Types of Adjectives

Adjectives of Quality: These are also known as descriptive adjectives and show the quality or kind of a person or a thing. Words like clever, lazy, intelligent, large, heavy, round, etc. describe the kind or quality and therefore add to the meaning of the noun.

Note: Students are often confused to differentiate between nouns and adjectives. Remember when the word signifies the name of the quality it is noun and when it is used to give an idea about the noun it is an adjective. For example – cleverness is the name of a quality. Its adjective is clever. In sentence they can be used as – He is a clever boy. His cleverness will land him in trouble someday.

Illustration II (b)

Illustration II (b)

Common and Proper Adjectives: Common adjectives are derived from common noun class, for example – dark from darkness, wild from wilderness, bold from boldness, etc. Proper adjectives are derived from proper noun class, for example – French wines, Indian Cotton, Cuban cigars.

Adjectives of Quantity: Words used to describe the quantity of any given noun in a clause or sentence. For example – many, some, few, eight, sixth.
The quantity may be expressed in a clause in the following way:
How much? – examples are: some, any, little, sufficient.
How many? –examples are: Five, few, most, some [Note some can be used to describe how much as well as how many]

Numeral Adjectives: Numeral adjectives are adjectives of quantity that describe the number of the quantity mentioned. [How many?]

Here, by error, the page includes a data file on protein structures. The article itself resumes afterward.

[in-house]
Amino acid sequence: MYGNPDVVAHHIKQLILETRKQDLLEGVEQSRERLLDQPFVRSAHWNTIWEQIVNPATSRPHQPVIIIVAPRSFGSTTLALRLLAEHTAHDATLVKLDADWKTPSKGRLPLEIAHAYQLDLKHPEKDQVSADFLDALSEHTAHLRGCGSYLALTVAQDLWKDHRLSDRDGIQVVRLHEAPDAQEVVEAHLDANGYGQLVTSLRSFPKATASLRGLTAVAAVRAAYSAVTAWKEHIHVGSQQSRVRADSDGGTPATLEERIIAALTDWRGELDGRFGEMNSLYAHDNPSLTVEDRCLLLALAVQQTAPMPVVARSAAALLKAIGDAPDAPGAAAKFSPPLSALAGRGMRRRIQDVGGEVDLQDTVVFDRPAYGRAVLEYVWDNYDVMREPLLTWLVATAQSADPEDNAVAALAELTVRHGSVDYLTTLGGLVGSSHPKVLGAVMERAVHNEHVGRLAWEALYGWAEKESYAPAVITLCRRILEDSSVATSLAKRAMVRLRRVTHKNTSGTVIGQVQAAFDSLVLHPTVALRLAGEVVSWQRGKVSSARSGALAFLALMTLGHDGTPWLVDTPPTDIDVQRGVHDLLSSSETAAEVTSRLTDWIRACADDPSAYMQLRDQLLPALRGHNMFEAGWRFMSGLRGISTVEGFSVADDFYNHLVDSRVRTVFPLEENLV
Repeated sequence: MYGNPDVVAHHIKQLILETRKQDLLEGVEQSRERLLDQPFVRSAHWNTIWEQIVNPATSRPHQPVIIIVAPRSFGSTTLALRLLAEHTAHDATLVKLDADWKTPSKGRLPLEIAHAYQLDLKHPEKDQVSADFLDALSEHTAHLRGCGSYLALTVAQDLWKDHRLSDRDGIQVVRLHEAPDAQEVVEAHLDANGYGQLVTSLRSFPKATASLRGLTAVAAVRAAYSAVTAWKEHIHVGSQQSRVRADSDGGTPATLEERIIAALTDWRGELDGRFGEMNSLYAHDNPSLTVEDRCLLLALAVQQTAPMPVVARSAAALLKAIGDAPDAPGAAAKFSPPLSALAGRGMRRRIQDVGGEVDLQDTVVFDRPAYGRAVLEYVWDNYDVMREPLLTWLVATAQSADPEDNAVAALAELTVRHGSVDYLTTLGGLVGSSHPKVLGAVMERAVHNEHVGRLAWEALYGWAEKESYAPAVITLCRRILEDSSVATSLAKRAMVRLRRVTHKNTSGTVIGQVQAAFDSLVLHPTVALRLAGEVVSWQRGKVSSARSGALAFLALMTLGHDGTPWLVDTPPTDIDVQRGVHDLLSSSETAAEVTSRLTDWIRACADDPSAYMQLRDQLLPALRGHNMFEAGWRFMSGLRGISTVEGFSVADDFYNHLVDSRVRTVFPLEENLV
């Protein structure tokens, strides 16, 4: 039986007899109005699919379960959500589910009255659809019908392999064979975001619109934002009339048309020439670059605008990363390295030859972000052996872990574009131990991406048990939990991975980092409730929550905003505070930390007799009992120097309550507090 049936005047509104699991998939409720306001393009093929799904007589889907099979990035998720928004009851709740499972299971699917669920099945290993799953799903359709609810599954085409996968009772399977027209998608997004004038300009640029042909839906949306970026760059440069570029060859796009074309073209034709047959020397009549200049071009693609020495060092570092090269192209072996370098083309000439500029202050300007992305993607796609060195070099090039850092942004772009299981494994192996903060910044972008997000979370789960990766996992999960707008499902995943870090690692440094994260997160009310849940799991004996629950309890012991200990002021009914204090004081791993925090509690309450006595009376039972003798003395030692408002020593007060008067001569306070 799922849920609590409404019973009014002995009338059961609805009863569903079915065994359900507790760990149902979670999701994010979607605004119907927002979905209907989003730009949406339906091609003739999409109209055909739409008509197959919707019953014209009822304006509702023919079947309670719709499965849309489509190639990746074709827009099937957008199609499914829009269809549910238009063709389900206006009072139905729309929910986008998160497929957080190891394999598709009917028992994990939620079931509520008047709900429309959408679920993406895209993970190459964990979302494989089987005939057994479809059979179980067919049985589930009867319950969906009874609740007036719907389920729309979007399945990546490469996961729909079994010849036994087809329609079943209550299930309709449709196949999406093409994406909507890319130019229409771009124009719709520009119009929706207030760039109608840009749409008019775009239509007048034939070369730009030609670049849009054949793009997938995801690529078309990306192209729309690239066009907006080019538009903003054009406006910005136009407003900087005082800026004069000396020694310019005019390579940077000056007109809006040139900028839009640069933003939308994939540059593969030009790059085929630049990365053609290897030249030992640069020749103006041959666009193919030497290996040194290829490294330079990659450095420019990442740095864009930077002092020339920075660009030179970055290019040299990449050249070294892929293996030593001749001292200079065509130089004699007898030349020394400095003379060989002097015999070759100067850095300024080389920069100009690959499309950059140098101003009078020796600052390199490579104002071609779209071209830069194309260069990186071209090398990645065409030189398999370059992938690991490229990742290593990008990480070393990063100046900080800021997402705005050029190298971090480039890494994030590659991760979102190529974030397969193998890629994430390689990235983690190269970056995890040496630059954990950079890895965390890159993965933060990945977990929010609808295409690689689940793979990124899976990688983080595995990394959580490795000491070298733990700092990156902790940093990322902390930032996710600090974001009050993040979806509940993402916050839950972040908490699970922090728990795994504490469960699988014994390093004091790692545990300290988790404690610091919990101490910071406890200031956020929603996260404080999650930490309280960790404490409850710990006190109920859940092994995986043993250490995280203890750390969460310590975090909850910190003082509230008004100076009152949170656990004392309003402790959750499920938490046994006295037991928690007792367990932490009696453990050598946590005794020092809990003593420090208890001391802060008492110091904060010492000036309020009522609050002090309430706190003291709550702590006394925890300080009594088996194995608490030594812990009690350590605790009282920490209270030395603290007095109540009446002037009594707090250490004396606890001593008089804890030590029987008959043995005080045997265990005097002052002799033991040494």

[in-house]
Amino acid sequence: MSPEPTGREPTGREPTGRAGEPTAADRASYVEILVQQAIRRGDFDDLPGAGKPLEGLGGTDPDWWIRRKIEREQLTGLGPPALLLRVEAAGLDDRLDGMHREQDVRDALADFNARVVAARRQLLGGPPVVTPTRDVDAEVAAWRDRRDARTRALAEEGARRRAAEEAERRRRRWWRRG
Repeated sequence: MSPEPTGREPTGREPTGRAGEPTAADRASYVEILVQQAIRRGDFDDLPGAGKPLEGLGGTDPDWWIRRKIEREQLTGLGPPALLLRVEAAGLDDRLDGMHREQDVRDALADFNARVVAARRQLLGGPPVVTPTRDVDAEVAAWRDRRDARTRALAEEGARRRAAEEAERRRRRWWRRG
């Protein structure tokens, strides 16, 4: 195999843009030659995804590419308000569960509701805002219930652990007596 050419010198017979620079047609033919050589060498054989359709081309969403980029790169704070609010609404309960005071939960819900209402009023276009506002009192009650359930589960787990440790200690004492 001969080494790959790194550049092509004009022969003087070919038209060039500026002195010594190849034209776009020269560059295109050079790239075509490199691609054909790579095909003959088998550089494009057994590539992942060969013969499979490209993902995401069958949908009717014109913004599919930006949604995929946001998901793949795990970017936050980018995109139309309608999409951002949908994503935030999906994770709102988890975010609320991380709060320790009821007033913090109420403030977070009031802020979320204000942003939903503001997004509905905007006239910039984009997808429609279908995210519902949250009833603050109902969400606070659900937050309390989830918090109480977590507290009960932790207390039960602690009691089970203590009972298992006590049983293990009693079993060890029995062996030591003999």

Numeral adjectives are of three kinds:

-    Definite Numeral Adjectives: Describe the exact numeral. For example – six bags, three passengers, fourth row, eighth standard. [Numbers like six, three are called Cardinals and positions like third, eighth are called Ordinals.

-    Indefinite Numeral Adjectives: These do not denote an exact number. For example – All, many, few, some.

-    Distributive Numeral Adjectives: These refer to each of the mentioned noun in the clause or sentence. For example – each student, every boy, either book, neither problem.

Demonstrative Adjectives: Demonstratives adjectives are used to point out a particular noun or nouns. They answer the question which in the clause or sentence. For example – This boy, that car, these articles, such episodes, former teacher, latter essay. They are also called as determiners.

Without nouns these function as demonstrative pronouns. For example – This is great. (This as demonstrative pronoun); This book is great. (This used as demonstrative adjective).

Note: Ordinals sometimes point out the noun rather than denote a quantity. Therefore, they can function as demonstrative adjectives. For example – In 20th Century, technology has changed our lives. In this sentence 20th does not mean any quantity but it points out the century we talk about.

Interrogative Adjectives: These are adjectives that modify noun or pronoun and indicate a question about them. For example – Which tree fell last night? What book did he refer to?

Possessive Adjectives: words that modify the nouns by showing their ownership or possession are the possessive adjectives. For example – My cap, His shirt, Our company. Possessive adjectives are also called as Pronominal Adjectives and therefore are placed before the nouns.

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